Early-Time, Multi-Component, Mobile TEM for Deep Metal Detection
“This paper was the start of development of the system that became the Dynamic NanoTEM™ transceiver. We realized very early that there was a significant value in collecting a large time bandwidth and several receiver orientations. Use of numerous time windows and multiple receiver orientations allowed Zonge to develop some of the first discrimination technologies used in the UXO detection environment.”
Scott Urquhart, president and managing geophysicist, Zonge International
Environmental and Engineering Geophysical Society (EEGS), 2002 SAGEEP proceedings, Las Vegas, Nevada.
Norman R. Carlson* and Kenneth L. Zonge*, Zonge Engineering & Research Organization, Tucson, AZ.
Paper — [pdf] ENV_TEM_DeepMetalSAGEEP2002
Data examples from a recent project show very interesting and useful characteristics of the early-time data from the horizontal components of TEM surveys used in deep metal detection for targets such as USTs, UXOs, and utilities. Normally, most deep metal detection surveys utilize a system in which one or two TEM measurements of the vertical component (Hz) are acquired. These systems usually acquire data at relatively late times (hundreds of microseconds after transmitter turn-off), to allow the background earth response to decay to zero. A good example is the popular Geonics EM-61 system. By recording data at numerous time windows for all three components (Hx, Hy, and Hz), however, from early times (a few microseconds) through late times, additional significant information is acquired.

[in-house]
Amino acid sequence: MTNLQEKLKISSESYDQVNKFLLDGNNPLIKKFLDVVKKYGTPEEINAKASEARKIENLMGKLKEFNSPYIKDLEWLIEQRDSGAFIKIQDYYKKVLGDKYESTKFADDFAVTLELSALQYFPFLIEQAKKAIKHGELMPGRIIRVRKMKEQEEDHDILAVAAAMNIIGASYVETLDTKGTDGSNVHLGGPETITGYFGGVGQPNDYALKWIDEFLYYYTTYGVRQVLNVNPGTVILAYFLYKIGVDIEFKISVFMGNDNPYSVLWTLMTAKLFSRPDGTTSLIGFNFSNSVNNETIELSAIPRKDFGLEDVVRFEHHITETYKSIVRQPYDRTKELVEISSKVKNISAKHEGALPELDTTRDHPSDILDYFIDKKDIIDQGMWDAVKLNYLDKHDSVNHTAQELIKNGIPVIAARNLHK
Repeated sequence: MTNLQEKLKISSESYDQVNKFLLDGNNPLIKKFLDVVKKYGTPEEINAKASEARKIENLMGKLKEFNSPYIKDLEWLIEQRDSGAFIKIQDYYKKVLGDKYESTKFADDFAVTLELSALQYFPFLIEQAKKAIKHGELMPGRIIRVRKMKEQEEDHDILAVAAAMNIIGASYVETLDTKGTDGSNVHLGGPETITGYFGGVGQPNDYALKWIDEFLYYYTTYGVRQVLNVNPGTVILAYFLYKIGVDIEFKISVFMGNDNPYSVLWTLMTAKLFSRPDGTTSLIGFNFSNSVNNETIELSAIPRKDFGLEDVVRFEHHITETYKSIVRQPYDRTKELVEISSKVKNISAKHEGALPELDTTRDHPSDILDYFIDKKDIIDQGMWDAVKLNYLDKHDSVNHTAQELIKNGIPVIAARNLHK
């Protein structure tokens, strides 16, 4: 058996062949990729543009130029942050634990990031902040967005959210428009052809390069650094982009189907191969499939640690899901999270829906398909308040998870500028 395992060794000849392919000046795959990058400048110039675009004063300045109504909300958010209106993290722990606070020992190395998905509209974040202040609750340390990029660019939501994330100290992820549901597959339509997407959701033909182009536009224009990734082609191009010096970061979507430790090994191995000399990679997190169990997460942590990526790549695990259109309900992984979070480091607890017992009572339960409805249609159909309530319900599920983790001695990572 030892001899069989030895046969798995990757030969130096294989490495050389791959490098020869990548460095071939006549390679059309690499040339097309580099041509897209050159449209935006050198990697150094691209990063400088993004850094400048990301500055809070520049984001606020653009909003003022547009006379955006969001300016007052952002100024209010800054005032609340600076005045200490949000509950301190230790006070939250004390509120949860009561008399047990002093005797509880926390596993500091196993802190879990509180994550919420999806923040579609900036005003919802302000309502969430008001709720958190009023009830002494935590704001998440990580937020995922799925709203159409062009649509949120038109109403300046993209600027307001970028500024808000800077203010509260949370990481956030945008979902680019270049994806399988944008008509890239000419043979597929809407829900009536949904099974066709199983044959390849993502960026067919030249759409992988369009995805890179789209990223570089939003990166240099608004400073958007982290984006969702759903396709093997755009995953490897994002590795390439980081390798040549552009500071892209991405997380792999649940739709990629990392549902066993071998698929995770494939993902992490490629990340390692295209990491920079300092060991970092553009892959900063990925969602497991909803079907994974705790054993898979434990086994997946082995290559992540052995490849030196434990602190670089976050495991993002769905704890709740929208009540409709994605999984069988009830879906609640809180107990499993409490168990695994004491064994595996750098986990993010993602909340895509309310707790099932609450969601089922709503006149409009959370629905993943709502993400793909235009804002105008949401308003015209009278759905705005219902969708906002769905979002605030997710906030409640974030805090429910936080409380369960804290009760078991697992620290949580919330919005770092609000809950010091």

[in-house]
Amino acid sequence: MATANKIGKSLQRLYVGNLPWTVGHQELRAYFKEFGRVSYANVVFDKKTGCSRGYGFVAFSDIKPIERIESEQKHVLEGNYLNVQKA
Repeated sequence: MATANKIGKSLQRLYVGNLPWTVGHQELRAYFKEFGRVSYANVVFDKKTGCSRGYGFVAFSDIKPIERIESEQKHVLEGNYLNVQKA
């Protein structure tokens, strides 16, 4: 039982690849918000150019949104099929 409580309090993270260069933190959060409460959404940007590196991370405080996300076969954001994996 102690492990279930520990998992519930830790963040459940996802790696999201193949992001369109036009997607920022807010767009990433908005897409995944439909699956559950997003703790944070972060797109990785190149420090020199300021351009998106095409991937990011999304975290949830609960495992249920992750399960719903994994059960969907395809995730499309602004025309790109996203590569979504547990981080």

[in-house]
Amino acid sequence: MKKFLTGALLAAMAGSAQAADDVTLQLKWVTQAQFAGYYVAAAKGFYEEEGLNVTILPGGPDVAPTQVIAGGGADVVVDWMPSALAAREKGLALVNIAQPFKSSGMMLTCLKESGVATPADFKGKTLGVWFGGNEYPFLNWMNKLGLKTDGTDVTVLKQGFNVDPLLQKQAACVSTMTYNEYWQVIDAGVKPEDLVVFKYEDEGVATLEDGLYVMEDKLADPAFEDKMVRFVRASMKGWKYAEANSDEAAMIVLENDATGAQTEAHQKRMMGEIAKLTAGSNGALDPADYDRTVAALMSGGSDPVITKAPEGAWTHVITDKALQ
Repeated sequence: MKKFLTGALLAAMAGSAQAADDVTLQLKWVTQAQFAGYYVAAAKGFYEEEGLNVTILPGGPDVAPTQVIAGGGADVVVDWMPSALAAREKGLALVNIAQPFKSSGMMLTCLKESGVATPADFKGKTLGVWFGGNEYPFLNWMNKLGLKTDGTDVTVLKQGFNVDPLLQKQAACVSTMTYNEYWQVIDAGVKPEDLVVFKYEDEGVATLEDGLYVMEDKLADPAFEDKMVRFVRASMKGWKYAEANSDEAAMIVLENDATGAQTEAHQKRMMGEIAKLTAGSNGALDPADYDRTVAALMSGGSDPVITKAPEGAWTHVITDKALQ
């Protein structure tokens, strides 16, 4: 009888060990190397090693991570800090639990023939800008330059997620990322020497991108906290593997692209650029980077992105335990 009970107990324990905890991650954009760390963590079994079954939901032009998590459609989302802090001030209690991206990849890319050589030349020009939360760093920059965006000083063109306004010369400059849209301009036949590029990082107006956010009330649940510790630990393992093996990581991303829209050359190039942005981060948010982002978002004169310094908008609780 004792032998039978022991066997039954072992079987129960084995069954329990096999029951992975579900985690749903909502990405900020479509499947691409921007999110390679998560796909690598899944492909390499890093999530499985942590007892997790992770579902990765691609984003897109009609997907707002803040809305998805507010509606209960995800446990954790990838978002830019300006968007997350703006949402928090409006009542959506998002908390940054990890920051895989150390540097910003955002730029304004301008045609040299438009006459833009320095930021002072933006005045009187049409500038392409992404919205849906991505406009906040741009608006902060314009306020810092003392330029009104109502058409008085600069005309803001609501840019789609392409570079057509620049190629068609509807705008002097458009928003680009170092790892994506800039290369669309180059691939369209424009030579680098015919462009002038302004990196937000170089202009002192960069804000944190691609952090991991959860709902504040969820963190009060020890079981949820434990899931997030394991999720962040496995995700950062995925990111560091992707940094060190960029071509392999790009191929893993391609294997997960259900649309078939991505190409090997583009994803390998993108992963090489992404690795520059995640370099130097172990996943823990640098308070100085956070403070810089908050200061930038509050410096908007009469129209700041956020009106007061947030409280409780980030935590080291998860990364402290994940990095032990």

In one recent project, a 55-acre site was surveyed (by another contractor) with an EM-61, and several subsurface targets were identified for excavation. Small areas around these targets, totaling only 2.25 acres, were re-surveyed using a multi-component, early-time system. In addition to verifying the targets, four additional anomalies that were not evident in the Hz data (EM-61 data) were detected, including two buried powerlines. Examination of the horizontal component data of the field also appears to be particularly useful in discriminating targets. For example, linear features such as pipelines and powerlines are easily distinguished from three-dimensional targets with only a single line of data, instead of requiring an array of lines to interpret the targets based on the geometry of anomalies on adjacent lines.